hardknocks365 May 15, 2019

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Vicente Luque will quickly shift his focus from a veteran of the Octagon to a fighter making his promotional debut Saturday at UFC Rochester.

UFC newcomer Derrick Krantz will replace Neil Magny in Saturday’s co-main event against Luque, according to FloCombat’s Nolan King.

Krantz’s team confirmed the news in an Instagram post.

Magny was forced to withdraw from his welterweight matchup after failing a drug test Saturday, he announced on Instagram.

Krantz (24-10) is a former Legacy Fighting Alliance welterweight champion and makes his promotional debut with seven wins in his last eight fights, and is coming off a first-round TKO victory over Justin Patterson at LFA 63 in March. The 30-year-old has fought some tough competition, including current interim lightweight champion Dustin Poirier, Andrey Koreshkov, and UFC welterweight Alex Morono.

Luque (15-6-1) is riding a four-fight win streak which includes a TKO victory over Bryan Barberena at UFC on ESPN 1 in February. The Hardknocks 365 product has gone 8-2 during his UFC career, with all of those victories coming via stoppage.

England’s Danny Roberts steps back into the octagon on Saturday night for the first time since his controversial loss to Claudio Silva at UFC Fight Night: London in March.

The welterweight, who fights out of Liverpool like Darren Till and Molly McCann, moved to 16-4 after his loss to the Brazilian, but the decision is largely accepted to be the wrong one.

Officially, the result says Roberts loss via armbar in the third round and the referee made the decision believing Roberts verbally signalled his submission.

He seemed to be the only person in the O2 who saw it that way. talkSPORT caught up with Roberts ahead of his battle against UFC debutant Michel Pereira on Saturday and asked what exactly happened last time.

“Simply put, it was a hard-fought fight,” Roberts started. “And there was a few moments throughout the fight before the ending came where you could say there was a little bit of politics with it. I did not submit. I did not verbally submit. I didn’t submit in any kind of way. At the time, I could hear Claudio [Silva] talking to the ref and encouraging him, so it’s just something where it’s a fight, you know? It’s between me and him and it doesn’t really involve that third party.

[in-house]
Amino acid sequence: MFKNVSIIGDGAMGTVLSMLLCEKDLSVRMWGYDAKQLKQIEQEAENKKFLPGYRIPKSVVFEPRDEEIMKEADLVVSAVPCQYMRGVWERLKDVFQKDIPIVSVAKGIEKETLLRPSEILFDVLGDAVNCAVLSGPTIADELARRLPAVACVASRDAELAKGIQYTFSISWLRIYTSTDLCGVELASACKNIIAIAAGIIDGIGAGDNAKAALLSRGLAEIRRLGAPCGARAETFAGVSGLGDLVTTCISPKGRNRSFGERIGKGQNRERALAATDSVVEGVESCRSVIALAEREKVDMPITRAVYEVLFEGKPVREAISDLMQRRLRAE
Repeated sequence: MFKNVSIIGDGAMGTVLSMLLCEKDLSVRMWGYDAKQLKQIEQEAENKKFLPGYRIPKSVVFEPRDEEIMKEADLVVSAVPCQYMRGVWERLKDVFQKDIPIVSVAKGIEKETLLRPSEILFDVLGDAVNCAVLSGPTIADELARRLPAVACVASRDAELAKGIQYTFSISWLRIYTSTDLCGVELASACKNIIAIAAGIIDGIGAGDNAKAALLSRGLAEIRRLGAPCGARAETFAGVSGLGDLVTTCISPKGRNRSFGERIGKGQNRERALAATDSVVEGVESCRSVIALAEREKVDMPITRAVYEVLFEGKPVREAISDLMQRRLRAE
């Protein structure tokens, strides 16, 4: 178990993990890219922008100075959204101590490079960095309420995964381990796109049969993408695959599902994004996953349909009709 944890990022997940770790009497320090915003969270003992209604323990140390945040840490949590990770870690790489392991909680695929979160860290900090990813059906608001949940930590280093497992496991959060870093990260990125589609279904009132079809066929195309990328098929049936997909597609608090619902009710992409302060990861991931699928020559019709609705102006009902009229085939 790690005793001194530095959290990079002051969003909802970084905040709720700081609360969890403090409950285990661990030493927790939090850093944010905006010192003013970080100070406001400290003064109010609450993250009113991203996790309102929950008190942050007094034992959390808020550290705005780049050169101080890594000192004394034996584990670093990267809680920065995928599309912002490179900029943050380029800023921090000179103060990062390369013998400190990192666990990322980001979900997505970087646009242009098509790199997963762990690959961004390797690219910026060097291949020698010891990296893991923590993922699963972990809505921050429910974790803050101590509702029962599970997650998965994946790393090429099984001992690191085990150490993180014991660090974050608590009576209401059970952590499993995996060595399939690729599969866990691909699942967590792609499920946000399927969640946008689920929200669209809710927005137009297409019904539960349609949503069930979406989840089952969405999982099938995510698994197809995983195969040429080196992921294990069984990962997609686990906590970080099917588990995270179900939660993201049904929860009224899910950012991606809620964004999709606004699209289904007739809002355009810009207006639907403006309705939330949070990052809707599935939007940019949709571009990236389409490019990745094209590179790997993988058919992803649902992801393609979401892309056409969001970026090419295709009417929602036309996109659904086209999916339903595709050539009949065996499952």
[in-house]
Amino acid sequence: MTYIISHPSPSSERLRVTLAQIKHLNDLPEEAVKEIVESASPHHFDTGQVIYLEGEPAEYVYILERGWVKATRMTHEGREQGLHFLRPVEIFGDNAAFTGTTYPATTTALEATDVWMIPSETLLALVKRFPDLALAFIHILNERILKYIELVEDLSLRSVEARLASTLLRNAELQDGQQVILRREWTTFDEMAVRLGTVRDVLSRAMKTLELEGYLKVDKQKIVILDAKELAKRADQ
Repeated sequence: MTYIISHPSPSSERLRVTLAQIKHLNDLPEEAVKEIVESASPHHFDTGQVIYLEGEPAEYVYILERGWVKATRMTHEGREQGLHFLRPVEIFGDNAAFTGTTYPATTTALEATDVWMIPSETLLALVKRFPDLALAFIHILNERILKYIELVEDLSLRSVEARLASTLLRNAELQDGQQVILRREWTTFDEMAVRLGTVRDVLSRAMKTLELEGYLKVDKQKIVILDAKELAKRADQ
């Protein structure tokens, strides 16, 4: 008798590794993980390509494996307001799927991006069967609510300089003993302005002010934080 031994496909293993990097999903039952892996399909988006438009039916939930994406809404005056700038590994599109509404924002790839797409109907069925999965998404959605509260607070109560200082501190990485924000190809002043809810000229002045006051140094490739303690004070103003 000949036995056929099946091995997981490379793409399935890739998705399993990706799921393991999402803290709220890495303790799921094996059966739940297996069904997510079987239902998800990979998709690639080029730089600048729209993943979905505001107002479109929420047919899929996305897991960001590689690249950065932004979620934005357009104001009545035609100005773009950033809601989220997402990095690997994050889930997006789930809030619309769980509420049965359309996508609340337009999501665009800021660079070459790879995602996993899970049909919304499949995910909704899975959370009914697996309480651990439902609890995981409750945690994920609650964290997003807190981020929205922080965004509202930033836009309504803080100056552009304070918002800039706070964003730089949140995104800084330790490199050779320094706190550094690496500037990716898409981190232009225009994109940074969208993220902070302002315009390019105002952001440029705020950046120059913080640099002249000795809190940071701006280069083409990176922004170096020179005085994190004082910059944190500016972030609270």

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Ottawa, ON — Derek Brunson needed a win at UFC Ottawa. Make no mistake about it. Heading into the Fight Night show in the rainy Canadian capital over the weekend, Brunson was 2-4 in his last six fights. On a two fight losing streak. Still in the co-main event, against Elias Theodorou. But in dire need of a victory to stay relevant.

Yes, his losses had come to top names. Jacare Souza. Anderson Silva. Israel Adesanya. Brunson had made adjustments as a result, moving at least partially to Hard Knocks 365 in Florida, under the tutelage of Henri Hooft. Brunson spoke about all that beforehand.

In the end, the change paid off. But perhaps what was most notable was that Brunson proved he was more than just a knockout artist.

“I’m a knockout guy. In my previous wins, I think all of my last seven wins, I got knockouts in the first round,” Brunson told reporters including Cageside Press following UFC Ottawa.

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After losing two in a row and four of his last six, the new Hard Knocks 365 representative was in peril of being tossed aside. Brunson had to dig deep, do a little soul searching and change some things up in his life or else he was in jeopardy of not fighting in the Octagon again. MMA is a what-have-you-done-for-me-lately sport, and losing two in a row via knockout is not a spot any fighter wants to be in. So Brunson did what he needed to and reversed course to back in the winner’s circle.